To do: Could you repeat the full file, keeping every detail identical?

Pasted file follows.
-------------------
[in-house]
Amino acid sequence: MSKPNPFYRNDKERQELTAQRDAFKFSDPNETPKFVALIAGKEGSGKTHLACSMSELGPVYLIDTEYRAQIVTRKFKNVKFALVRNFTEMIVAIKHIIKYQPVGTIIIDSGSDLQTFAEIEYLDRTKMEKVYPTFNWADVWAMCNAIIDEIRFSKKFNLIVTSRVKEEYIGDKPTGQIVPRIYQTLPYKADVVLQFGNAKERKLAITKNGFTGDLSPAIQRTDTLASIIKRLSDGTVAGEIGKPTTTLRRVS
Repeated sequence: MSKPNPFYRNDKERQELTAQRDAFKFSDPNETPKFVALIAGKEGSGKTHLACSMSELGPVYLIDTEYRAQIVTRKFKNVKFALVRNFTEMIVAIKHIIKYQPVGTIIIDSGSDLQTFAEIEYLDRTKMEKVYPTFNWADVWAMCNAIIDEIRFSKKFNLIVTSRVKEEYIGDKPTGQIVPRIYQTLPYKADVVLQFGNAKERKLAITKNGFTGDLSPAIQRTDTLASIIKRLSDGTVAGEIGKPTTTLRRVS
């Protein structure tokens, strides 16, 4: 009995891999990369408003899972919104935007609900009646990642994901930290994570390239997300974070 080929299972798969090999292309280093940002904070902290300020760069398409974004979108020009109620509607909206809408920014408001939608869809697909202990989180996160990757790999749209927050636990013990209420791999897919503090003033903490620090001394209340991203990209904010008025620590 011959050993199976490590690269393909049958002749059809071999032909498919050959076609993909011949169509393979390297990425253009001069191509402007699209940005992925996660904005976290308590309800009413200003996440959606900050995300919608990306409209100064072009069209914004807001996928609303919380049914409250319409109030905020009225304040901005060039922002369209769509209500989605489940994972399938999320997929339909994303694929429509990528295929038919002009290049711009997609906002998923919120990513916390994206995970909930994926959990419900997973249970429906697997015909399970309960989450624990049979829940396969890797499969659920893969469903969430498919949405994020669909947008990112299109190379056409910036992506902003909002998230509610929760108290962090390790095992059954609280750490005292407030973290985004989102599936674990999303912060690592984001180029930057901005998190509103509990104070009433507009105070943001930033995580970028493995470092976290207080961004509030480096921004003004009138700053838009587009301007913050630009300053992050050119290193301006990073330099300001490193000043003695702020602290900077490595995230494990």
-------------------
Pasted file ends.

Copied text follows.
[in-house]
Amino acid sequence: MSKPNPFYRNDKERQELTAQRDAFKFSDPNETPKFVALIAGKEGSGKTHLACSMSELGPVYLIDTEYRAQIVTRKFKNVKFALVRNFTEMIVAIKHIIKYQPVGTIIIDSGSDLQTFAEIEYLDRTKMEKVYPTFNWADVWAMCNAIIDEIRFSKKFNLIVTSRVKEEYIGDKPTGQIVPRIYQTLPYKADVVLQFGNAKERKLAITKNGFTGDLSPAIQRTDTLASIIKRLSDGTVAGEIGKPTTTLRRVS
Repeated sequence: MSKPNPFYRNDKERQELTAQRDAFKFSDPNETPKFVALIAGKEGSGKTHLACSMSELGPVYLIDTEYRAQIVTRKFKNVKFALVRNFTEMIVAIKHIIKYQPVGTIIIDSGSDLQTFAEIEYLDRTKMEKVYPTFNWADVWAMCNAIIDEIRFSKKFNLIVTSRVKEEYIGDKPTGQIVPRIYQTLPYKADVVLQFGNAKERKLAITKNGFTGDLSPAIQRTDTLASIIKRLSDGTVAGEIGKPTTTLRRVS
């Protein structure tokens, strides 16, 4: 009995891999990369408003899972919104935007609900009646990642994901930290994570390239997300974070 080929299972798969090999292309280093940002904070902290300020760069398409974004979108020009109620509607909206809408920014408001939608869809697909202990989180996160990757790999749209927050636990013990209420791999897919503090003033903490620090001394209340991203990209904010008025620590 011959050993199976490590690269393909049958002749059809071999032909498919050959076609993909011949169509393979390297990425253009001069191509402007699209940005992925996660904005976290308590309800009413200003996440959606900050995300919608990306409209100064072009069209914004807001996928609303919380049914409250319409109030905020009225304040901005060039922002369209769509209500989605489940994972399938999320997929339909994303694929429509990528295929038919002009290049711009997609906002998923919120990513916390994206995970909930994926959990419900997973249970429906697997015909399970309960989450624990049979829940396969890797499969659920893969469903969430498919949405994020669909947008990112299109190379056409910036992506902003909002998230509610929760108290962090390790095992059954609280750490005292407030973290985004989102599936674990999303912060690592984001180029930057901005998190509103509990104070009433507009105070943001930033995580970028493995470092976290207080961004509030480096921004003004009138700053838009587009301007913050630009300053992050050119290193301006990073330099300001490193000043003695702020602290900077490595995230494990």